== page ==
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Americans Remain Risk Averse About Getting Back to Normal
Politics

Americans Remain Risk Averse About Getting Back to Normal

Americans Remain Risk Averse About Getting Back to Normal

Story Highlights

  • Four in five still want to wait before resuming normal daily routines
  • Desire to wait growing among men, workers and city residents
  • Republicans remain more comfortable than others with resuming normalcy

WASHINGTON, D.C. -- Americans remain hesitant about resuming their normal daily activities amid the COVID-19 outbreak according to a Gallup question first asked in late March and repeated in early April.

When asked how quickly they will return to their normal activities once the government lifts restrictions and businesses and schools start to reopen, the vast majority of Americans say they would wait and see what happens with the spread of the virus (71%) and another 10% would wait indefinitely. Just 20% say they would return to their normal activities immediately.

These views are essentially unchanged from late March.

Americans' Readiness to Return to Normal Activities
Once government restrictions on social contact are lifted and businesses and schools start to reopen, how quickly do you think you would return to your normal activities, including interacting with people in public?
March 27-29 April 3-5
% %
Immediately 22 20
Wait to see what happens with the coronavirus before resuming 69 71
Continue to limit your contact with other people and daily activities indefinitely 9 10
Gallup Panel, 2020

Party ID Remains Biggest Differentiator in Eagerness to Normalize

The vast majority of all key subgroups of Americans, regardless of demographics or economic status, indicate they would wait to see what happens with the virus before resuming normal life. However, there are a few notable differences by subgroup in those willing to get right back to normalcy.

Republicans (31%), residents of small towns/rural areas (23%) and men (22%) are more likely to forecast that they'll resume their normal activities immediately.

There is no clear pattern by age with both the youngest adults (25% of those 18-29) as well as those of older middle-age (24% of those 50-64) expressing the most comfort with returning to normal immediately once government lifts restrictions. Adults aged 30 to 49 and seniors are more cautious.

Notably, there is no difference in these views by respondents' household income or whether a person is employed.

Americans' Readiness to Return to Normal Activities, by Subgroup
Immediately Wait to see what happens Limit contact/
activities indefinitely
% % %
U.S. adults 20 71 10
Gender
Men 22 68 10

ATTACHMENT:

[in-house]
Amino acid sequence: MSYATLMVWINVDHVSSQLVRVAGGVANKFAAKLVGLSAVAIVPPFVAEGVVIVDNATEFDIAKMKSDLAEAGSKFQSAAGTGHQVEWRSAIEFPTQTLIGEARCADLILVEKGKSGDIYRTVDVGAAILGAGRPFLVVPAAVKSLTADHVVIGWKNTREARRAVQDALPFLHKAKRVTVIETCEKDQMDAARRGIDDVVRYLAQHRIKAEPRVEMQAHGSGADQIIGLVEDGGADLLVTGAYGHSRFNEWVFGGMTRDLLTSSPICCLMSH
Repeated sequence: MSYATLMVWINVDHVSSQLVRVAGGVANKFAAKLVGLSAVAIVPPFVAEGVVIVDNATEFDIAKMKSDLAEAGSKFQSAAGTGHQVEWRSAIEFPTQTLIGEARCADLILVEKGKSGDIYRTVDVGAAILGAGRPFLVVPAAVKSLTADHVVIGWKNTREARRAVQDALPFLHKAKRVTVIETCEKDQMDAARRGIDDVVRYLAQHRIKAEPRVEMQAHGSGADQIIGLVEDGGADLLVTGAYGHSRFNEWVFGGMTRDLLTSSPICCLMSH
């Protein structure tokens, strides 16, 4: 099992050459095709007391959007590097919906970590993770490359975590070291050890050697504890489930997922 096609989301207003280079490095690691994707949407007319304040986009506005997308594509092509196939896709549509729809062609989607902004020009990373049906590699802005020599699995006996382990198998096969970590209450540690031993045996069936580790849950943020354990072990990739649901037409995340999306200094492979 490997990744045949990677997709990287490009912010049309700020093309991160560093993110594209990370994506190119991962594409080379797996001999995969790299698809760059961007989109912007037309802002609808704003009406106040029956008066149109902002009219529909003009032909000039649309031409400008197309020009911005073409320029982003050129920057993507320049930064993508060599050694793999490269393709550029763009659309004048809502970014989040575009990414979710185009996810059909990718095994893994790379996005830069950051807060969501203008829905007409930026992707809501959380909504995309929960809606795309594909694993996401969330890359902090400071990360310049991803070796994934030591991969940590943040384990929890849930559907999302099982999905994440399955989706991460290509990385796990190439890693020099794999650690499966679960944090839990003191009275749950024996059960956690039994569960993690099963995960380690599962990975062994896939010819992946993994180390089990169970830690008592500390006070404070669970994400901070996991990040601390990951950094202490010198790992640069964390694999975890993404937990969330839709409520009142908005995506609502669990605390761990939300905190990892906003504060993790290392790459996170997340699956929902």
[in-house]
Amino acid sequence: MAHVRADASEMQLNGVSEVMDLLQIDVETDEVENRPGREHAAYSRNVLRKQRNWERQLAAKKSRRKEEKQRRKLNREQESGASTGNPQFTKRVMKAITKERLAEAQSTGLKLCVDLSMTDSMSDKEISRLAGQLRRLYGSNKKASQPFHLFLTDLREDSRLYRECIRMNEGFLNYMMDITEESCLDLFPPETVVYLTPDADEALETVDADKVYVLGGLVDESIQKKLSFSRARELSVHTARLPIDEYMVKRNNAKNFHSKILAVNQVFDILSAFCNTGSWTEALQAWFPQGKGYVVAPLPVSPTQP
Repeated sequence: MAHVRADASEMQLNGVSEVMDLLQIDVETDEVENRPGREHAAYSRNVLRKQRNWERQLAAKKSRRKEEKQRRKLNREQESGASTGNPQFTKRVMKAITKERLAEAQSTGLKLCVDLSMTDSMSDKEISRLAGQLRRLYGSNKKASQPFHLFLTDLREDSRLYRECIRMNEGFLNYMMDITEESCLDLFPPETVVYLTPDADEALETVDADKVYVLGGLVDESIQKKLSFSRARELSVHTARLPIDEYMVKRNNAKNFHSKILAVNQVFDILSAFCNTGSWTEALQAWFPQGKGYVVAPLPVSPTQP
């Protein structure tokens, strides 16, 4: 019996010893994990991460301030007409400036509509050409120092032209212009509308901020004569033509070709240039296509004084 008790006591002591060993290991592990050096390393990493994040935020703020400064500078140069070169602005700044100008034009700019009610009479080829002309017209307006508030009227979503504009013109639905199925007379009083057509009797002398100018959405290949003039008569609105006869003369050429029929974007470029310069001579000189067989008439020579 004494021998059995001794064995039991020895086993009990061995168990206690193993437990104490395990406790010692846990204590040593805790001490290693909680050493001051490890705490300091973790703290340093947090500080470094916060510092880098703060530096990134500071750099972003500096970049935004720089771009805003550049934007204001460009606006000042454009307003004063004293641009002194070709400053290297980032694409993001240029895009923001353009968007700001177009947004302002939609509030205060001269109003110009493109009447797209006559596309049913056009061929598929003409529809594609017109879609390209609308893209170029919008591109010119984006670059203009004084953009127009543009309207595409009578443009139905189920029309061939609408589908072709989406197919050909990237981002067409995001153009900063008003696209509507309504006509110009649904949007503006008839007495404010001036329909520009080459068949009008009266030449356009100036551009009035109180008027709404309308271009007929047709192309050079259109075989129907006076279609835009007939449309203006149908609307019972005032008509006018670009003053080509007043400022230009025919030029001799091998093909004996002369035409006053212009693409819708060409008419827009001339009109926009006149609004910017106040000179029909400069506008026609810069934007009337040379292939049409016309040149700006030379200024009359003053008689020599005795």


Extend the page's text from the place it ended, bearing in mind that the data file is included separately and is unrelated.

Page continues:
Women 17 74 9
Age
18 to 29 25 70 6
30 to 49 16 76 7
50 to 64 24 62 14
65 and older 18 73 9
Type of community
City 15 75 10
Suburb 18 73 8
Small town/Rural area 23 66 11
Party ID
Democrat 11 79 10
Independent 19 71 10
Republican 31 61 8
Employment status
Working 20 71 9
Not working 19 71 10
Full response options: 1) Immediately; 2) Wait to see what happens with the coronavirus before resuming; 3) Continue to limit your contact with other people and daily activities indefinitely
Gallup Panel, April 3-5, 2020

Caution Mounting Among Men, City Residents

While the views of Americans as a whole haven't changed much on this question since March, men, city residents and political independents have grown less likely to say they would return to their daily activities immediately once government lifts restrictions.

  • Men were initially 12 percentage points more likely than women to say they would return to normal immediately (28% vs. 16%). That gap has since narrowed to five points, 22% vs. 17%.

  • Between late March and early April, residents of cities became less likely to forecast going back to normal immediately, falling from 23% to 15%. Over the same period, there was no meaningful change among those living in small towns or rural areas.

Percentage of Americans Who Would Return to Normal Activities "Immediately" Once Government Lifts Restrictions
March 27-29 April 3-5 Change
% % pct. pts.
U.S. adults 22 20 -2
Gender
Men 28 22 -6
Women 16 17 +1
Age
18 to 29 21 25 +4
30 to 49 22 16 -6
50 to 64 25 24 -1
65 and older 18 18 0
Type of community
City 23 15 -8
Suburb 21 18 -3
Small town/Rural area 23 23 0
Party ID
Democrat 12 11 -1
Independent 29 19 -10
Republican 31 31 0
Employment status
Working 24 20 -4
Not working 19 19 0
Gallup Panel, 2020

Bottom Line

Few Americans are ready to get back to normal right now, and as the country looks to the future, some segments of society have grown even less comfortable with the idea of resuming normal daily activities and interpersonal contacts.

Meanwhile, no doubt reflecting the health challenges COVID-19 is presenting in places like New York City, Detroit, New Orleans and Los Angeles, a city-country divide may be emerging in Americans' willingness to resume their normal activities when businesses and schools are allowed to reopen. After expressing similar willingness in March to return to normal immediately, city and rural/small-town Americans' views now diverge with city residents showing more caution.

Learn more about how the Gallup Panel works.


Gallup https://news.gallup.com/poll/308264/americans-remain-risk-averse-getting-back-normal.aspx
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